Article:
A new audio recording released by al-Qaida’s As-Sahab Islamic Media Foundation suggests the terror group may have been suffering from financial difficulties.
In the recording, Mustafa al-Yazid, the group's No. 3 until his killing by a suspected CIA drone a few weeks ago, complained about fundraising shortfalls in the terrorist group and called for more donations from its supporter base.
Al-Yazid, who al-Qaida described as its top commander in Afghanistan, was killed along with his wife, three daughters, a grandchild and other men, women and children, al-Qaida announced on a website linked to the group two weeks ago.
On Sunday, Adm. Mike Mullen, chairman of the Joint Chiefs of Staff, said a string of setbacks for al-Qaidas’ affiliate in Iraq has left that insurgent group “devastated” and struggling to cope with both a leadership vacuum and a money squeeze.
And Mike Leiter, director of the National Counterterrorism Center said that the terror group is "under more pressure, is facing more challenges and is a more vulnerable organization than at any time" since the Sept. 11 attacks.
Al-Yazid, also known as Sheikh Sa'id, is the seventh person considered by U.S. intelligence to be the No. 3 leader who has been killed or captured since 2001.
Major blow to terror group
One U.S. official in Washington told the Associated Press that the death posed a major blow to al-Qaida, which in December 2009 “lost both its internal and external operations chiefs.”
However, Al-Yazid's death and al-Qaida’s financial and leadership setbacks may only pose short-term difficulties for the organization, according experts who spoke to the Associated Press.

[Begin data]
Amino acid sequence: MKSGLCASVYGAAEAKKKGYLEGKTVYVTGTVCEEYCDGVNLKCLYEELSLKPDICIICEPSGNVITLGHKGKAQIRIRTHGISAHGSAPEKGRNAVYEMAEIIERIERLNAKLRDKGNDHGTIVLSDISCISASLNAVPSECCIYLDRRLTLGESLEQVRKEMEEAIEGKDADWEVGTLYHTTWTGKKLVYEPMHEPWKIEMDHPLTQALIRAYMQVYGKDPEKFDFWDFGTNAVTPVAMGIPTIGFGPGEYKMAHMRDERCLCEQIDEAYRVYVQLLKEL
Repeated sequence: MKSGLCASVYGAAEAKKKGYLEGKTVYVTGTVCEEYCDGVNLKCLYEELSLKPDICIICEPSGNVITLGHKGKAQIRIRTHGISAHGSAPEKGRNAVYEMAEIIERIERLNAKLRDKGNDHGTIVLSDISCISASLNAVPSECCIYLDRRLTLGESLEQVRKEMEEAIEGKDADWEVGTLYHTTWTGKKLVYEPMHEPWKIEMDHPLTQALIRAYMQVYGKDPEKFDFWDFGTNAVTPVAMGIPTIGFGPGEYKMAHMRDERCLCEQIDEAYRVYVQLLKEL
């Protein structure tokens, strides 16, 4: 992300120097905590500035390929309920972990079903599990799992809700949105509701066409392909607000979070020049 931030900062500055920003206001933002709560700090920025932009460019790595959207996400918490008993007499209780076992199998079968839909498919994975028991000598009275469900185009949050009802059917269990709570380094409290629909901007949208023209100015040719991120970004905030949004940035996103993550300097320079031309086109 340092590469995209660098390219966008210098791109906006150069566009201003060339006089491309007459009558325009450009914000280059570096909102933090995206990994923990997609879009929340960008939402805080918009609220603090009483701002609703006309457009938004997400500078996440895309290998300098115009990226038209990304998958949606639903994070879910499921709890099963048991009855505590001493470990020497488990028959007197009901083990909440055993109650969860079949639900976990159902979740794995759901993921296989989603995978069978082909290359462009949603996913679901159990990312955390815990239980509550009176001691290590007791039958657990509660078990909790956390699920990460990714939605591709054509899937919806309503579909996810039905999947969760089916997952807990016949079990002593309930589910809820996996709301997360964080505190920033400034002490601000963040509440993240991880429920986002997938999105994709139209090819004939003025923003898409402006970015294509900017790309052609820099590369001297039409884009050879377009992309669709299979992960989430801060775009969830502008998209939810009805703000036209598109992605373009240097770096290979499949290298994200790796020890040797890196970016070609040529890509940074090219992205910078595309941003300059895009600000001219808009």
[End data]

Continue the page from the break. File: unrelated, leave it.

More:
"While we're having some success in putting pressure on them, they're also having a great deal of success radicalizing other parts of the global Islamic jihadist movement to join them in attacking the United States," said Bruce Riedel, a senior fellow at the Brookings Institution Saban Center and a former CIA officer.
U.S. officials said al-Qaida is becoming proficient at replacing its vulnerable No. 3 tier and has an effective recruiting base.
Prime conduit to bin Laden
But they also assert that the loss is severe setback for a group that has relied on al-Yazid as a founding member of al-Qaida and the group's prime conduit to Osama bin Laden and Ayman al-Zawahiri. He was running al-Qaida's day-to-day operations, and also had a hand in the group's financing, according to U.S. officials.
"In some respects, Sheikh Sa'id's death is more important for al-Qaida operations than if bin Laden or Zawahiri was killed," said Roger Cressey, former deputy chief for counterterrorism at the National Security Council and now an NBC News consultant. "Any al-Qaida operation of any consequence would run through him."
However, the success of the drone strikes — the one that apparently killed al-Yazid was among dozens over the past year that have killed hundreds of insurgents — has made it harder for bin Laden and his lieutenants to operate and find safe haven.
Last Friday, officials reported that a volley of U.S. missiles killed 15 alleged militants in an extremist stronghold in northwestern Pakistan.
NBC News investigative producer Robert Windrem contributed to this report.